What Does it Mean to Be a Mentor? Part 2

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Last time we looked at the first two characteristics of a mentor, consistency and modeling. This week we will continue on with the next three characteristics of a successful mentor. I hope these help you understand the depth of the call and importance of your new role.

I commit to encouraging another; by listening, by understanding, by fostering strengths, and by showing empathy.

Therefore encourage one another and build one another up, just as you are doing.- 1 Thessalonians 5:11

I love that this section begins with listening. Though we are the mentors and authority figures listening first is key. We all have plenty of advice to give but to fully understand the situation and give the best input we need to listen first. I also love that this verse says encourage just as you are, you are already doing the work keep going! Just being there is a huge blessing for these kids so know you are doing good work each and every day! We also need to foster strengths, see the great things your protégé brings to the table above the challenges. Be bold in your encouragement, tell them what you see in them and how you have witnessed them grow. Empathize with your protégé and understand their struggles are very different from your own but that does not make them any less significant.

I commit to building a mutual relationship; to enter the world of someone else, to hear about new dreams and challenges, to share my own stories, and to respect the differences between us.

So whatever you wish that others would do to you, do also to them.– Matthew 7:12

Understand that you will also be impacted and changed by this relationship. No relationship is one-sided but it is easy to see mentoring as only for the benefit of the protégé. You will get out of this what you put into it so the more you invest, the more you will be changed. You will come away a stronger and more understanding because of your protégé and their family. You will learn from this community its strengths and its weaknesses as well as teaching your protégé about your own community. Your world will look very different but just as they are welcoming you into their lives you should also be open with yours.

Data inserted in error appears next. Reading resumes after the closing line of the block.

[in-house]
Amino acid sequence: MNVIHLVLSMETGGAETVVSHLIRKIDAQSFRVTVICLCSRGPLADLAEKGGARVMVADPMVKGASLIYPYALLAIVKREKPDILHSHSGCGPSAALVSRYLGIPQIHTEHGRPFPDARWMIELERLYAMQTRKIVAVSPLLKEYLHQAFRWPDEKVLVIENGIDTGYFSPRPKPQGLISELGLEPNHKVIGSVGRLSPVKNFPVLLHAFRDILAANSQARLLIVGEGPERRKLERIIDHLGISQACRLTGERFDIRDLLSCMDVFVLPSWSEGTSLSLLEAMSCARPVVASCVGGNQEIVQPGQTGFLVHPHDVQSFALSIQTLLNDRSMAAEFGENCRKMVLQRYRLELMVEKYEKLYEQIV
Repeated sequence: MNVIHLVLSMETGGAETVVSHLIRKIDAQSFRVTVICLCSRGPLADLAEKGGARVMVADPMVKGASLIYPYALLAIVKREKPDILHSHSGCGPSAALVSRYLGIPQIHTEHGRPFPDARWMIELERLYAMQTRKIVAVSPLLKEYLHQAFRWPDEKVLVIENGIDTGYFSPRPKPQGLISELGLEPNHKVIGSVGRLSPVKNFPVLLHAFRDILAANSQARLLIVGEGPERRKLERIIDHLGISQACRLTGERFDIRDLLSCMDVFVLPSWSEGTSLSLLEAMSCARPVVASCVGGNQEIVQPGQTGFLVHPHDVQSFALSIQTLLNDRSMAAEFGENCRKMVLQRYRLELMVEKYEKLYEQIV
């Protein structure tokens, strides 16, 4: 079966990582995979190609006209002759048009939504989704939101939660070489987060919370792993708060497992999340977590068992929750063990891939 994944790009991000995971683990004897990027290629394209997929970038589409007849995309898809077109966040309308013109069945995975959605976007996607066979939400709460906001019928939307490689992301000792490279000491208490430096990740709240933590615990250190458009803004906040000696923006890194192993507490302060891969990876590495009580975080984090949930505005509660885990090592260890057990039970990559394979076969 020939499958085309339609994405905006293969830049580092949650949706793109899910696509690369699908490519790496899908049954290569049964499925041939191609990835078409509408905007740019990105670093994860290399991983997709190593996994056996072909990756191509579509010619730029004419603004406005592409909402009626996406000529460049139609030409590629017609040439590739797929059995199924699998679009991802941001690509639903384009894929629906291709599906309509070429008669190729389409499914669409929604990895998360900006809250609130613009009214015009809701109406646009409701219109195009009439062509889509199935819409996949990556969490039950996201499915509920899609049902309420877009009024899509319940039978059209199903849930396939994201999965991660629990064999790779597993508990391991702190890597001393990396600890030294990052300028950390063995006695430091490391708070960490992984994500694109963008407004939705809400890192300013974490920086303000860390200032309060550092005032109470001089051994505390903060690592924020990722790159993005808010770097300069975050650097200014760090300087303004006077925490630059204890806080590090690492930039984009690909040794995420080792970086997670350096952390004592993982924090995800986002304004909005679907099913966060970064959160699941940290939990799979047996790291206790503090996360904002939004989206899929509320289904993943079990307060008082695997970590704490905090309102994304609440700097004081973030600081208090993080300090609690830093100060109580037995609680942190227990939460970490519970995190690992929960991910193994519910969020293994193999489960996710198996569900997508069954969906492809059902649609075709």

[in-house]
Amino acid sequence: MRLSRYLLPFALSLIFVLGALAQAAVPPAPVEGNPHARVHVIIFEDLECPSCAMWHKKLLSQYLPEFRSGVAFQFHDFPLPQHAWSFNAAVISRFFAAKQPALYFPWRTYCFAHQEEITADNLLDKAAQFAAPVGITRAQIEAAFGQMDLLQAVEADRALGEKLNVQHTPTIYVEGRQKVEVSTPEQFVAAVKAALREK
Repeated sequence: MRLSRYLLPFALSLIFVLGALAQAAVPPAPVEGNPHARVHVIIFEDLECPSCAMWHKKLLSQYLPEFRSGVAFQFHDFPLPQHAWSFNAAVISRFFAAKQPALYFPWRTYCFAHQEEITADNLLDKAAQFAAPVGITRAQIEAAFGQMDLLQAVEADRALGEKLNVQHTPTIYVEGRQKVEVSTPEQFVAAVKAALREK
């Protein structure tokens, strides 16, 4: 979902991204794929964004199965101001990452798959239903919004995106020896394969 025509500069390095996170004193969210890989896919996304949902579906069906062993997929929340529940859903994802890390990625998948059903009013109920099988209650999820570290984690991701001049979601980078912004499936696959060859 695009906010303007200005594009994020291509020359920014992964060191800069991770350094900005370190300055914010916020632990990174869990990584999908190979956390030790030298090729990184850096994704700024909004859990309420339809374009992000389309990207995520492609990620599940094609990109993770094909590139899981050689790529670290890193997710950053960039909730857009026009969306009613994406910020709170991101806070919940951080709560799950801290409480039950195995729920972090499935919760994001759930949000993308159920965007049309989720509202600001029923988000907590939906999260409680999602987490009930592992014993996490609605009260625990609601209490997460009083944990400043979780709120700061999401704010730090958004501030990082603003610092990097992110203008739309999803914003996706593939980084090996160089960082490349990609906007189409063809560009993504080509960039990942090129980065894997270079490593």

I commit to asking for assistance; when I need my own support, when the struggles of a child are bigger than I can handle, when I am unsure.

The way of a fool is right in his own eyes, but a wise man listens to advice.– Proverbs 12:15

Your Relationship Coordinator is here to support you in whatever area you need as well as the rest of the Champions of Hope staff. It is wise to seek counsel especially in a relationship that is very new to you. Very few people have experience training and equipping a 4th grader or even a 12th grader so please ask for help. We are here every step of the way but we cannot help you if we do not know what is going on. You will be walking with someone else through their highs and lows and we want to support you throughout that journey.

-Chandler Miner, Relationship Coordinator

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